The North Carolina budget that passed in September brought disappointment for child care providers and advocates who were hoping that lawmakers would extend a state child care grant that kept child care centers afloat during the pandemic.
Instead, the state budget calls for the child care sector to use the remainder of 2021 federal COVID-19 funds to extend the compensation grants from December 2023 to June 2024 — essentially ending the grants one year earlier than child care advocates had hoped.
Click here to read the full story from the Charlotte Ledger.
Screen Time Linked With Developmental Delays in Toddlerhood, Study Finds
Handing your baby a phone or tablet to play with may seem like a harmless solution when you’re busy, but it could quickly affect their development, a new study has found.
Having anywhere from one to four hours of screen time per day at age 1 is linked with higher risks of developmental delays in communication, fine motor, problem-solving and personal and social skills by age 2, according to a new study.
Child Care Could Soon Become Harder to Find and More Expensive
The industry has struggled for years with both high costs for parents and low wages for teachers. Now, with COVID-era subsidies set to end later this year, there are worries this long-simmering problem could become a crisis.
"Child care is at a pretty critical flashpoint," said Janet Singerman, president and CEO of CCRI. "The pandemic really laid bare the inadequate and fragile economic equation within which child care programs have to operate."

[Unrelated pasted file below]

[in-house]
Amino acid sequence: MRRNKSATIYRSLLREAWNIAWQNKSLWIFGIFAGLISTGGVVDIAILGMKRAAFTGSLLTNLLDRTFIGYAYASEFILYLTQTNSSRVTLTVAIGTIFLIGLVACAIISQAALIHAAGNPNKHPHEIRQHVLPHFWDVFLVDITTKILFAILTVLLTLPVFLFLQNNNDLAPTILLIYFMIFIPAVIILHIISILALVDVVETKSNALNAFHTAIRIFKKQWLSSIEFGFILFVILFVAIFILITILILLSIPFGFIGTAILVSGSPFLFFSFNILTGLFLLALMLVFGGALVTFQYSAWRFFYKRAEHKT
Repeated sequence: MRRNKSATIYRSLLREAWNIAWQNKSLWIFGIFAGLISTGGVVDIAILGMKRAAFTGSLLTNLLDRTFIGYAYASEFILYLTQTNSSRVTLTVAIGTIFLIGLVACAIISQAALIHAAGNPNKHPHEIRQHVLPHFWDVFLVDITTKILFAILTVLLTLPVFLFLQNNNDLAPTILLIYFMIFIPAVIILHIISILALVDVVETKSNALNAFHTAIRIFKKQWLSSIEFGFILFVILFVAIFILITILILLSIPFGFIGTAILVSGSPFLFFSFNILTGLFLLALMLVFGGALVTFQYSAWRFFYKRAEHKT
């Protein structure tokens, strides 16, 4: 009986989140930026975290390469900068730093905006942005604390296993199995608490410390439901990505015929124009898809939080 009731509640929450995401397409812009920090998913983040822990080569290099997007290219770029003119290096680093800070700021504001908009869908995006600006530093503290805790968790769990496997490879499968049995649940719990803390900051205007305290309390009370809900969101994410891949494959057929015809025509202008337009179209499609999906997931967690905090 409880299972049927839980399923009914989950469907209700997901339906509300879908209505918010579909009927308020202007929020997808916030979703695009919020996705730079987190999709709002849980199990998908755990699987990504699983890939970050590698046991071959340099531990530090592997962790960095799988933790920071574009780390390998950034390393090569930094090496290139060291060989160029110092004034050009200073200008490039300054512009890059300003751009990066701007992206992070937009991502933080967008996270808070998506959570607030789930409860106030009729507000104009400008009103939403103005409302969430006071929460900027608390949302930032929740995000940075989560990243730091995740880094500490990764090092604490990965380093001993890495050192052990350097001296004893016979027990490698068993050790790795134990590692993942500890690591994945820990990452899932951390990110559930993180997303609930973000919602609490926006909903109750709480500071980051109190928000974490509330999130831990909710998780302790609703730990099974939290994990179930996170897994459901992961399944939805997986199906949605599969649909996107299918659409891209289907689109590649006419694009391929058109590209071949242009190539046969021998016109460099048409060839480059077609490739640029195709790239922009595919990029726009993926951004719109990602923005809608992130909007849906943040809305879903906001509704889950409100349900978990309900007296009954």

NC Child Care Industry in Crisis: Prices Too High for Parents and Pay Too Low for Staff
Child care advocates across North Carolina call it a quagmire: parents struggle to find and afford child care while providers wrestle with staying open and finding teachers. It’ll get worse, advocates say, unless lawmakers agree on the solution: investing more money in young children.
Click here to read the full story from The Charlotte Observer.
Child Care Workers in NC Rally for More Funding as Federal Grants Run Out
Child care workers and their advocates from across North Carolina held a rally and march outside the General Assembly in Raleigh, calling on lawmakers to invest more in early childhood education. The rally came as many programs have begun preparing for the end of a program funded by federal dollars that helped sustain many child care providers during the pandemic.
Survey: NC Child Care Providers Concerned About Quality and Affordability With Assistance Set to End
North Carolina’s child care providers say Stabilization Grants enabled them to stay open during the COVID-19 pandemic and are concerned about costs and quality in the absence of support.
Nearly 4,400 programs have already received $276.8 million in Compensation Grants (funded by the American Rescue Plan Act). With this funding set to expire at the end of 2023, a new survey highlights how programs in the state used those compensation resources and what they are concerned about once funding ends.